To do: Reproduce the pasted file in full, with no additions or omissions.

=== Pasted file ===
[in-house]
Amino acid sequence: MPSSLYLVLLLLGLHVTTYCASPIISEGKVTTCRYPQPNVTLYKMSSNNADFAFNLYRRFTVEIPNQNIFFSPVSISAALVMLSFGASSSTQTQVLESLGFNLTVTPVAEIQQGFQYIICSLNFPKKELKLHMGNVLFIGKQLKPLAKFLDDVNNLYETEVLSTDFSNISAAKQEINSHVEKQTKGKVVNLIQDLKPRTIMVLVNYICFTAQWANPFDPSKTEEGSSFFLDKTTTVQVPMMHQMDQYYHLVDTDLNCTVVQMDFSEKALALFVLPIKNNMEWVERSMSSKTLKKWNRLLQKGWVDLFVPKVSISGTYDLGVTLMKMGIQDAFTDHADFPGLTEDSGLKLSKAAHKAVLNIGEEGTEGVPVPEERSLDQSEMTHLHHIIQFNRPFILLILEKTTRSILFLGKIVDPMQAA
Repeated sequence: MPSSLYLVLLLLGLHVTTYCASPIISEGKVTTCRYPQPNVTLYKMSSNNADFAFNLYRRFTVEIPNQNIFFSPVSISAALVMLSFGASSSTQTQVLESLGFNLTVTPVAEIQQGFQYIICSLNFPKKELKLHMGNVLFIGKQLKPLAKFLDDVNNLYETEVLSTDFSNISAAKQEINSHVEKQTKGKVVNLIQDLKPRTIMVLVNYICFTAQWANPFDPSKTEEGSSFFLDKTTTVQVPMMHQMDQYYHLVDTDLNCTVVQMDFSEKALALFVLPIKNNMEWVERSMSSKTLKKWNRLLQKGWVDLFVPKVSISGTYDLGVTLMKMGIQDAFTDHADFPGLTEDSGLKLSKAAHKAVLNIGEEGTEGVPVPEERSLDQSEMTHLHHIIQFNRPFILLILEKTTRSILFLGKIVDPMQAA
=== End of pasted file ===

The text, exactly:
[in-house]
Amino acid sequence: MPSSLYLVLLLLGLHVTTYCASPIISEGKVTTCRYPQPNVTLYKMSSNNADFAFNLYRRFTVEIPNQNIFFSPVSISAALVMLSFGASSSTQTQVLESLGFNLTVTPVAEIQQGFQYIICSLNFPKKELKLHMGNVLFIGKQLKPLAKFLDDVNNLYETEVLSTDFSNISAAKQEINSHVEKQTKGKVVNLIQDLKPRTIMVLVNYICFTAQWANPFDPSKTEEGSSFFLDKTTTVQVPMMHQMDQYYHLVDTDLNCTVVQMDFSEKALALFVLPIKNNMEWVERSMSSKTLKKWNRLLQKGWVDLFVPKVSISGTYDLGVTLMKMGIQDAFTDHADFPGLTEDSGLKLSKAAHKAVLNIGEEGTEGVPVPEERSLDQSEMTHLHHIIQFNRPFILLILEKTTRSILFLGKIVDPMQAA
Repeated sequence: MPSSLYLVLLLLGLHVTTYCASPIISEGKVTTCRYPQPNVTLYKMSSNNADFAFNLYRRFTVEIPNQNIFFSPVSISAALVMLSFGASSSTQTQVLESLGFNLTVTPVAEIQQGFQYIICSLNFPKKELKLHMGNVLFIGKQLKPLAKFLDDVNNLYETEVLSTDFSNISAAKQEINSHVEKQTKGKVVNLIQDLKPRTIMVLVNYICFTAQWANPFDPSKTEEGSSFFLDKTTTVQVPMMHQMDQYYHLVDTDLNCTVVQMDFSEKALALFVLPIKNNMEWVERSMSSKTLKKWNRLLQKGWVDLFVPKVSISGTYDLGVTLMKMGIQDAFTDHADFPGLTEDSGLKLSKAAHKAVLNIGEEGTEGVPVPEERSLDQSEMTHLHHIIQFNRPFILLILEKTTRSILFLGKIVDPMQAA